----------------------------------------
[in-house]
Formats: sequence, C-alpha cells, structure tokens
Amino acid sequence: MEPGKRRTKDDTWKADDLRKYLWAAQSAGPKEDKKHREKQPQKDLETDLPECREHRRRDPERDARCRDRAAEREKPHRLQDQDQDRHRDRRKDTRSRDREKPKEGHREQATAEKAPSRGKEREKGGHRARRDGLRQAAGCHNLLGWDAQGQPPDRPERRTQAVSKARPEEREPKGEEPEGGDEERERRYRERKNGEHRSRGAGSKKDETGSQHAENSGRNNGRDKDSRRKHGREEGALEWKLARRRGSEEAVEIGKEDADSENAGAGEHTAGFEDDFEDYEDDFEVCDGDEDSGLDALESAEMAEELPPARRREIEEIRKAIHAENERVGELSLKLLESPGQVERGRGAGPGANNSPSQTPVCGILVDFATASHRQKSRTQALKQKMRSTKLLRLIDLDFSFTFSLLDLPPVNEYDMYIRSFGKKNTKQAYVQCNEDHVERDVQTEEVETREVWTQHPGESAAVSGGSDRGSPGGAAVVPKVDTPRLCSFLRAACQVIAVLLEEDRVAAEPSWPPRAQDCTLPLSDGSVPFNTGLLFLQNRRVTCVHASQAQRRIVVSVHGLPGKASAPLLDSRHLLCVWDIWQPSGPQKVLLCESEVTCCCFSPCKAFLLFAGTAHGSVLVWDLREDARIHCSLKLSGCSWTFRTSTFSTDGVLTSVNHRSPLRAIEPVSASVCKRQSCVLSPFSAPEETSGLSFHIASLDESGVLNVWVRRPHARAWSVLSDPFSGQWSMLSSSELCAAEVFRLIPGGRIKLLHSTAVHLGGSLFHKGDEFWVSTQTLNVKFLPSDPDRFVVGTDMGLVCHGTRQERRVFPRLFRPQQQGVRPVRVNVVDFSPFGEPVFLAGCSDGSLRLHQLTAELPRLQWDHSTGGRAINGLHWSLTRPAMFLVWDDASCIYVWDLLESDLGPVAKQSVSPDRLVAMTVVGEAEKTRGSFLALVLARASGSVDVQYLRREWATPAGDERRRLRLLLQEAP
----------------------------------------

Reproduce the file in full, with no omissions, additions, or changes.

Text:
[in-house]
Formats: sequence, C-alpha cells, structure tokens
Amino acid sequence: MEPGKRRTKDDTWKADDLRKYLWAAQSAGPKEDKKHREKQPQKDLETDLPECREHRRRDPERDARCRDRAAEREKPHRLQDQDQDRHRDRRKDTRSRDREKPKEGHREQATAEKAPSRGKEREKGGHRARRDGLRQAAGCHNLLGWDAQGQPPDRPERRTQAVSKARPEEREPKGEEPEGGDEERERRYRERKNGEHRSRGAGSKKDETGSQHAENSGRNNGRDKDSRRKHGREEGALEWKLARRRGSEEAVEIGKEDADSENAGAGEHTAGFEDDFEDYEDDFEVCDGDEDSGLDALESAEMAEELPPARRREIEEIRKAIHAENERVGELSLKLLESPGQVERGRGAGPGANNSPSQTPVCGILVDFATASHRQKSRTQALKQKMRSTKLLRLIDLDFSFTFSLLDLPPVNEYDMYIRSFGKKNTKQAYVQCNEDHVERDVQTEEVETREVWTQHPGESAAVSGGSDRGSPGGAAVVPKVDTPRLCSFLRAACQVIAVLLEEDRVAAEPSWPPRAQDCTLPLSDGSVPFNTGLLFLQNRRVTCVHASQAQRRIVVSVHGLPGKASAPLLDSRHLLCVWDIWQPSGPQKVLLCESEVTCCCFSPCKAFLLFAGTAHGSVLVWDLREDARIHCSLKLSGCSWTFRTSTFSTDGVLTSVNHRSPLRAIEPVSASVCKRQSCVLSPFSAPEETSGLSFHIASLDESGVLNVWVRRPHARAWSVLSDPFSGQWSMLSSSELCAAEVFRLIPGGRIKLLHSTAVHLGGSLFHKGDEFWVSTQTLNVKFLPSDPDRFVVGTDMGLVCHGTRQERRVFPRLFRPQQQGVRPVRVNVVDFSPFGEPVFLAGCSDGSLRLHQLTAELPRLQWDHSTGGRAINGLHWSLTRPAMFLVWDDASCIYVWDLLESDLGPVAKQSVSPDRLVAMTVVGEAEKTRGSFLALVLARASGSVDVQYLRREWATPAGDERRRLRLLLQEAP